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Here's How NCR Surprised Investors

Dan Caplinger, The Motley Fool

NCR (NYSE: NCR) is a great example of how smart businesses find ways to adapt to changing conditions. Originally known as National Cash Register, NCR realized that the pace of innovation in retail and payment systems threatened to make its equipment obsolete. Therefore, the company not only embraced new technology related to the retail and payment space but also looked more broadly at financial services as a potential addressable market for its products and services.

Coming into Tuesday's first-quarter financial report, NCR investors didn't expect to see a whole lot of growth from the company. NCR's results were quite a bit better than most would have projected. Through a combination of efficiency-enhancing initiatives and seeking out the business segments with the most potential for growth down the road, NCR continues to make progress toward making its long-term strategic vision a reality.

Two kiosks with NCR logos on the screen, sitting on white pedestal and desk.

Image source: NCR.

NCR grows faster

NCR's first-quarter results were a nice turnaround from less impressive performance in the fourth quarter of 2017. Total revenue climbed 3%, to $1.52 billion, doing far better than the slight decline that most of those following the stock were expecting to see. Net income from continuing operations attributable to NCR fell about 2%, to $85 million, but after making some allowances for extraordinary factors, adjusted earnings of $0.56 per share was far higher than the consensus forecast for $0.45 per share on the bottom line.

Fundamentally, NCR is seeing more success from the part of its business that concentrates on more innovative solutions. The services segment saw the fastest top-line growth, boosting sales by 8% on strong demand for hardware implementation and maintenance services. Revenue from the software segment was up a more modest 2%, with the ongoing transition from licensed-based sales to recurring revenue from cloud sources holding back gains. Cloud revenue was higher by 9%, and professional services sales enjoyed an 8% bump.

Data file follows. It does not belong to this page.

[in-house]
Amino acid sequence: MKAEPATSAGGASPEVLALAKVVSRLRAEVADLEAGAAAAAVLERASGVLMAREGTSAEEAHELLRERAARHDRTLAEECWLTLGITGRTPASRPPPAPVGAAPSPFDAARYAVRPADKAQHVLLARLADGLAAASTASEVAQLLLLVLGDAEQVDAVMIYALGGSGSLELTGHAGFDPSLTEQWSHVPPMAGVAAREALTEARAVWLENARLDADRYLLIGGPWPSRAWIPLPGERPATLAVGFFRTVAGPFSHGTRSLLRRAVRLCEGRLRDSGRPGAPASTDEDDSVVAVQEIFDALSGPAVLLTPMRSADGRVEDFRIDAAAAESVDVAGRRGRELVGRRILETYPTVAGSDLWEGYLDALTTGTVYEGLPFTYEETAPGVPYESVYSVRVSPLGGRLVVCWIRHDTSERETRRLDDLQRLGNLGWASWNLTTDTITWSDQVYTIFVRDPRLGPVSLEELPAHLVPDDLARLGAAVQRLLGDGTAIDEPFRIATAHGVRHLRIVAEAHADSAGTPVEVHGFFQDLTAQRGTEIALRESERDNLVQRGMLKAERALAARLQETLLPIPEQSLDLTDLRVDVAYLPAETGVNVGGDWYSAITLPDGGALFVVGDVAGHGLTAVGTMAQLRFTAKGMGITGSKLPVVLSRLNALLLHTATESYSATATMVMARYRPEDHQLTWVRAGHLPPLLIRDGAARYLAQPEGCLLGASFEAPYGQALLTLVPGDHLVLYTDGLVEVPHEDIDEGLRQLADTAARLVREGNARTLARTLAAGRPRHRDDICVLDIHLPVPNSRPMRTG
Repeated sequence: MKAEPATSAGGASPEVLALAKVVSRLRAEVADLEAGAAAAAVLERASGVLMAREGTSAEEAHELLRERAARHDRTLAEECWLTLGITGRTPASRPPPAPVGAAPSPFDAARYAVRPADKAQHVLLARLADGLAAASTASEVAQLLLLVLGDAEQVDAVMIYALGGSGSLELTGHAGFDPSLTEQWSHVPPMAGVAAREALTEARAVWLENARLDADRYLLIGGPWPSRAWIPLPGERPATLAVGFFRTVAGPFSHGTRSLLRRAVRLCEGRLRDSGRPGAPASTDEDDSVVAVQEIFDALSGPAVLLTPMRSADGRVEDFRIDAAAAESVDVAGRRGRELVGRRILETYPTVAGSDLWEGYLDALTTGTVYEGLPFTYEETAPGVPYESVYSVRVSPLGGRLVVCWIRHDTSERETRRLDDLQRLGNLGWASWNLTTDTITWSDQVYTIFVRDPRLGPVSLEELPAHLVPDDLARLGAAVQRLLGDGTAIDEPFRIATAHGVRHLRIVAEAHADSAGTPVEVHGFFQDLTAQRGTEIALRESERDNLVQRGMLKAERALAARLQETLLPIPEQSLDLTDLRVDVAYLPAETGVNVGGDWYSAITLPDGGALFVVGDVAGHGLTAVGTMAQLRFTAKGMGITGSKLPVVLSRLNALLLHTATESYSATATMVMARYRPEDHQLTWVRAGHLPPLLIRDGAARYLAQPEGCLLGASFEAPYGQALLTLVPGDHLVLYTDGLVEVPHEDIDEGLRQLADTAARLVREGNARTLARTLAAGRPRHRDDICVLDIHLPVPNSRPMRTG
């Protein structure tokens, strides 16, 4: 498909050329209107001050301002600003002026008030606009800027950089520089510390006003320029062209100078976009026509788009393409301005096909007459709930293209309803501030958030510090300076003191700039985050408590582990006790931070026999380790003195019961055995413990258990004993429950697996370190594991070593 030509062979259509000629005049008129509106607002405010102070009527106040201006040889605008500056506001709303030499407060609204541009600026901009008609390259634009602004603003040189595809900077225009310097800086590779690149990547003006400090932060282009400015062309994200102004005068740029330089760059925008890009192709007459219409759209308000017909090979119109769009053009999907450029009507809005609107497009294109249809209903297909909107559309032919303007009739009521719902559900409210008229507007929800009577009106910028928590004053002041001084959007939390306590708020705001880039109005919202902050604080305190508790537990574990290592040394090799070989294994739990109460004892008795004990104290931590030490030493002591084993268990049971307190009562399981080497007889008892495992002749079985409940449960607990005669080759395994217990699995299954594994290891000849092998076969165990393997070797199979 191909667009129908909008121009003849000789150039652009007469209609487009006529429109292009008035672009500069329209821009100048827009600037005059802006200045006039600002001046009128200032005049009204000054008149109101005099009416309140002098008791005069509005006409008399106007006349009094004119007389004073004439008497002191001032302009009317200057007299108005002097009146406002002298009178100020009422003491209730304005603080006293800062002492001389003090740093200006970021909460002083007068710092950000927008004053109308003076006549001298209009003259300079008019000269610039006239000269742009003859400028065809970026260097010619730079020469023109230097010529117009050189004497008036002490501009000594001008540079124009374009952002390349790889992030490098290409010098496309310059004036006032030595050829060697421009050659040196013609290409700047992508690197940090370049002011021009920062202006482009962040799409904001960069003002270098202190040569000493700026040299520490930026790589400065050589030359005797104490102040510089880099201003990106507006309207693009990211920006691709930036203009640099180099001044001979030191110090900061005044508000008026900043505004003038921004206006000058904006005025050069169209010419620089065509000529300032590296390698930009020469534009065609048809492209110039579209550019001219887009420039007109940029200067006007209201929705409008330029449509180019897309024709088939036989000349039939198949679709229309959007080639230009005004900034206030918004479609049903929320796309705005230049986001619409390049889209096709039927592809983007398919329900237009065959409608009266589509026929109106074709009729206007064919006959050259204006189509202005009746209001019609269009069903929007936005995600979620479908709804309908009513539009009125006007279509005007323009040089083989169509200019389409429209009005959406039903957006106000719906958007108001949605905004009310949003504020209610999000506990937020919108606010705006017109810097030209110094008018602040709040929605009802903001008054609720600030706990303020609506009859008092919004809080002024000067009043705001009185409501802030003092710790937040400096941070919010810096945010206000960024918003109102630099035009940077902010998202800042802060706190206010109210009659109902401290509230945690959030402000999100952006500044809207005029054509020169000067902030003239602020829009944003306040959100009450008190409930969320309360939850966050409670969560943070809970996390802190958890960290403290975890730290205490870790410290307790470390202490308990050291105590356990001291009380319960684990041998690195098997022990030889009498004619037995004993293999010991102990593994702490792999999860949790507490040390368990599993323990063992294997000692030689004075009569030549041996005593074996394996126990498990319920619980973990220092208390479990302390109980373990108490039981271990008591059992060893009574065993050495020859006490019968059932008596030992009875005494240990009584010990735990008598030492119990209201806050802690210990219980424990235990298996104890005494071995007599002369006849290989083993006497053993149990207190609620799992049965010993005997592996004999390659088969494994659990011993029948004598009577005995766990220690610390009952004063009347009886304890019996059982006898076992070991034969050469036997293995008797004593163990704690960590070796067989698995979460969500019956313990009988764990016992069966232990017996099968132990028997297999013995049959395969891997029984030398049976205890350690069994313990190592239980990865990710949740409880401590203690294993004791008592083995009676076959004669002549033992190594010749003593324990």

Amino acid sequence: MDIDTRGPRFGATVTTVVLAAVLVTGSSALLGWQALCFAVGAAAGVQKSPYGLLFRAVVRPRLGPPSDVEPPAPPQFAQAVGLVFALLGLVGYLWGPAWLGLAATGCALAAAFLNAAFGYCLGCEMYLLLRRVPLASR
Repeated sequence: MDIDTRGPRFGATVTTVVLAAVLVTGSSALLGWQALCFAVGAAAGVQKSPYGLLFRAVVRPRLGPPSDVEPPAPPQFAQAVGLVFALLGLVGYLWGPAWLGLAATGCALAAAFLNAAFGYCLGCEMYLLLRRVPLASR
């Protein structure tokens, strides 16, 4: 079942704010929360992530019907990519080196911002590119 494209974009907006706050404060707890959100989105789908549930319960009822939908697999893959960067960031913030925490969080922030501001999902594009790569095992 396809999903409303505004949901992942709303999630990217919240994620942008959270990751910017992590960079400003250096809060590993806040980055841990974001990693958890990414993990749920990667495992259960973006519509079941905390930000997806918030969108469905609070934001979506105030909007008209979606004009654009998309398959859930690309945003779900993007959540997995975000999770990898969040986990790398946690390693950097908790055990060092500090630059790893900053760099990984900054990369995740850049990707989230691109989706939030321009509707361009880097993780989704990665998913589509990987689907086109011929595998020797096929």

Hardware remains an important part of NCR's business, but it was once again weaker. Overall segment revenue fell 3%, with the biggest downward pressure coming from the self-checkout arena. ATMs also lost ground, and a rise in demand for point-of-sale devices wasn't enough to offset the weakness elsewhere, despite the fact that the subsegment likely is to become the biggest part of NCR's hardware business within the next quarter or two if current trends continue.

COO Paul Langenbahn was pleased with how the company did. "The first quarter marked a solid start to the year," Langenbahn said, "with results that place us on track to achieve our full year financial and operating targets." The COO noted that strong cloud revenue increases were consistent with NCR's position as a leader in global software.

What's next for NCR?

New CEO Michael Hayford introduced himself to investors, noting his optimism for NCR's future. "We are well positioned to extend our leadership position by further evolving into a software-led technology company," Hayford said, "and I am excited to capture the growth opportunities that we have ahead of us."

Yet some would have hoped that NCR would boost its guidance in light of the first-quarter's results, but the company chose not to do so. NCR still believes that revenue will be flat to up 3% over the course of the year and adjusted earnings should finish 2018 in a range of between $3.30 and $3.45 per share. For the second quarter, NCR expects revenue changes of between minus 1% and plus 1% and adjusted earnings of $0.60 to $0.65 per share. Those figures are on the low end of what most investors have wanted to see looking forward.

Even with the positive surprise, NCR investors didn't seem satisfied, and the stock fell 2% in pre-market trading Wednesday following the Tuesday afternoon announcement. Yet in the long run, the extent of NCR's success in evolving beyond its historical roots has been surprising to some, and the company seems on track to keep up its performance in the years to come.

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Dan Caplinger has no position in any of the stocks mentioned. The Motley Fool recommends NCR. The Motley Fool has a disclosure policy.